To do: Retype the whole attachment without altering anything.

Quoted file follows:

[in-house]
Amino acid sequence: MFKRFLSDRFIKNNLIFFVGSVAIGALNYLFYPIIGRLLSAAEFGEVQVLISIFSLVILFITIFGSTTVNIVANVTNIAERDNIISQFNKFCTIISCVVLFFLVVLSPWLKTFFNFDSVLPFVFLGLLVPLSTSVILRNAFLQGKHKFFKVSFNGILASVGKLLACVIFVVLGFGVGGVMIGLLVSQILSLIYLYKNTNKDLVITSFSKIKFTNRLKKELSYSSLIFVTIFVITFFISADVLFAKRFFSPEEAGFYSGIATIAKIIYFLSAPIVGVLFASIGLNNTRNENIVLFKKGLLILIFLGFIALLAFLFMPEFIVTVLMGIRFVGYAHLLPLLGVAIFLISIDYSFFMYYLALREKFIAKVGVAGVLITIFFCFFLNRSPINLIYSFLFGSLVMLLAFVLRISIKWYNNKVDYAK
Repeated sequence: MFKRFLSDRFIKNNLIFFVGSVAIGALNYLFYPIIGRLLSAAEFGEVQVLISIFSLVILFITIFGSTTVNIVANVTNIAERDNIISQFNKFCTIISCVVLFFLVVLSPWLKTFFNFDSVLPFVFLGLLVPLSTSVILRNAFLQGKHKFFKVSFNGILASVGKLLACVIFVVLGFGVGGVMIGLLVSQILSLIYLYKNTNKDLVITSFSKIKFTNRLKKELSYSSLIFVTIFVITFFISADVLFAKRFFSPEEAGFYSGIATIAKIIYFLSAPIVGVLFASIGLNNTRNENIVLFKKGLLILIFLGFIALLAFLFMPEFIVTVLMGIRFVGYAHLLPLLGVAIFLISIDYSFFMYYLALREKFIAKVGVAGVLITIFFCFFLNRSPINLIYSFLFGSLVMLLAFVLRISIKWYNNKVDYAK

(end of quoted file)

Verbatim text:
[in-house]
Amino acid sequence: MFKRFLSDRFIKNNLIFFVGSVAIGALNYLFYPIIGRLLSAAEFGEVQVLISIFSLVILFITIFGSTTVNIVANVTNIAERDNIISQFNKFCTIISCVVLFFLVVLSPWLKTFFNFDSVLPFVFLGLLVPLSTSVILRNAFLQGKHKFFKVSFNGILASVGKLLACVIFVVLGFGVGGVMIGLLVSQILSLIYLYKNTNKDLVITSFSKIKFTNRLKKELSYSSLIFVTIFVITFFISADVLFAKRFFSPEEAGFYSGIATIAKIIYFLSAPIVGVLFASIGLNNTRNENIVLFKKGLLILIFLGFIALLAFLFMPEFIVTVLMGIRFVGYAHLLPLLGVAIFLISIDYSFFMYYLALREKFIAKVGVAGVLITIFFCFFLNRSPINLIYSFLFGSLVMLLAFVLRISIKWYNNKVDYAK
Repeated sequence: MFKRFLSDRFIKNNLIFFVGSVAIGALNYLFYPIIGRLLSAAEFGEVQVLISIFSLVILFITIFGSTTVNIVANVTNIAERDNIISQFNKFCTIISCVVLFFLVVLSPWLKTFFNFDSVLPFVFLGLLVPLSTSVILRNAFLQGKHKFFKVSFNGILASVGKLLACVIFVVLGFGVGGVMIGLLVSQILSLIYLYKNTNKDLVITSFSKIKFTNRLKKELSYSSLIFVTIFVITFFISADVLFAKRFFSPEEAGFYSGIATIAKIIYFLSAPIVGVLFASIGLNNTRNENIVLFKKGLLILIFLGFIALLAFLFMPEFIVTVLMGIRFVGYAHLLPLLGVAIFLISIDYSFFMYYLALREKFIAKVGVAGVLITIFFCFFLNRSPINLIYSFLFGSLVMLLAFVLRISIKWYNNKVDYAK